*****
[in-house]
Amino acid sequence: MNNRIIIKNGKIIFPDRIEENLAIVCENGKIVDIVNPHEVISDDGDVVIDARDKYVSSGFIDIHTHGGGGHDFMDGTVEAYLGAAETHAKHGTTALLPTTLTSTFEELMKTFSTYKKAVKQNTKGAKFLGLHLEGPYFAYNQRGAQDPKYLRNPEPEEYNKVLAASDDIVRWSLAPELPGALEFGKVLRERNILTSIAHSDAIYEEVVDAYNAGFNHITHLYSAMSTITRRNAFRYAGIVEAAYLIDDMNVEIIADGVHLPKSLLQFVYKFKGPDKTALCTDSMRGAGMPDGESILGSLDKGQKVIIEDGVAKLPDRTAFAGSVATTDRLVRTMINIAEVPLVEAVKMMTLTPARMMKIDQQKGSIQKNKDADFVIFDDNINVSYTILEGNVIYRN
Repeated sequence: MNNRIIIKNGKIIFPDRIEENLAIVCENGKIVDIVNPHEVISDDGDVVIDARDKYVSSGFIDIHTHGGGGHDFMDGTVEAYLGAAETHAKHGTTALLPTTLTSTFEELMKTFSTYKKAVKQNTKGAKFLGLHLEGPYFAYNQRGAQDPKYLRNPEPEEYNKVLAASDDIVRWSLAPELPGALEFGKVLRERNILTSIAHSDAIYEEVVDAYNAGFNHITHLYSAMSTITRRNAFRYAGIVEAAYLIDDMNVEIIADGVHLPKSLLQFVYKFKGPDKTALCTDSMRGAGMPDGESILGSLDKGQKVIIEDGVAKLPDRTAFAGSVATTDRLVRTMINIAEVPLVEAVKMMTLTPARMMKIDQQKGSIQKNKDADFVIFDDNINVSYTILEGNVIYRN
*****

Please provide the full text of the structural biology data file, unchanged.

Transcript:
[in-house]
Amino acid sequence: MNNRIIIKNGKIIFPDRIEENLAIVCENGKIVDIVNPHEVISDDGDVVIDARDKYVSSGFIDIHTHGGGGHDFMDGTVEAYLGAAETHAKHGTTALLPTTLTSTFEELMKTFSTYKKAVKQNTKGAKFLGLHLEGPYFAYNQRGAQDPKYLRNPEPEEYNKVLAASDDIVRWSLAPELPGALEFGKVLRERNILTSIAHSDAIYEEVVDAYNAGFNHITHLYSAMSTITRRNAFRYAGIVEAAYLIDDMNVEIIADGVHLPKSLLQFVYKFKGPDKTALCTDSMRGAGMPDGESILGSLDKGQKVIIEDGVAKLPDRTAFAGSVATTDRLVRTMINIAEVPLVEAVKMMTLTPARMMKIDQQKGSIQKNKDADFVIFDDNINVSYTILEGNVIYRN
Repeated sequence: MNNRIIIKNGKIIFPDRIEENLAIVCENGKIVDIVNPHEVISDDGDVVIDARDKYVSSGFIDIHTHGGGGHDFMDGTVEAYLGAAETHAKHGTTALLPTTLTSTFEELMKTFSTYKKAVKQNTKGAKFLGLHLEGPYFAYNQRGAQDPKYLRNPEPEEYNKVLAASDDIVRWSLAPELPGALEFGKVLRERNILTSIAHSDAIYEEVVDAYNAGFNHITHLYSAMSTITRRNAFRYAGIVEAAYLIDDMNVEIIADGVHLPKSLLQFVYKFKGPDKTALCTDSMRGAGMPDGESILGSLDKGQKVIIEDGVAKLPDRTAFAGSVATTDRLVRTMINIAEVPLVEAVKMMTLTPARMMKIDQQKGSIQKNKDADFVIFDDNINVSYTILEGNVIYRN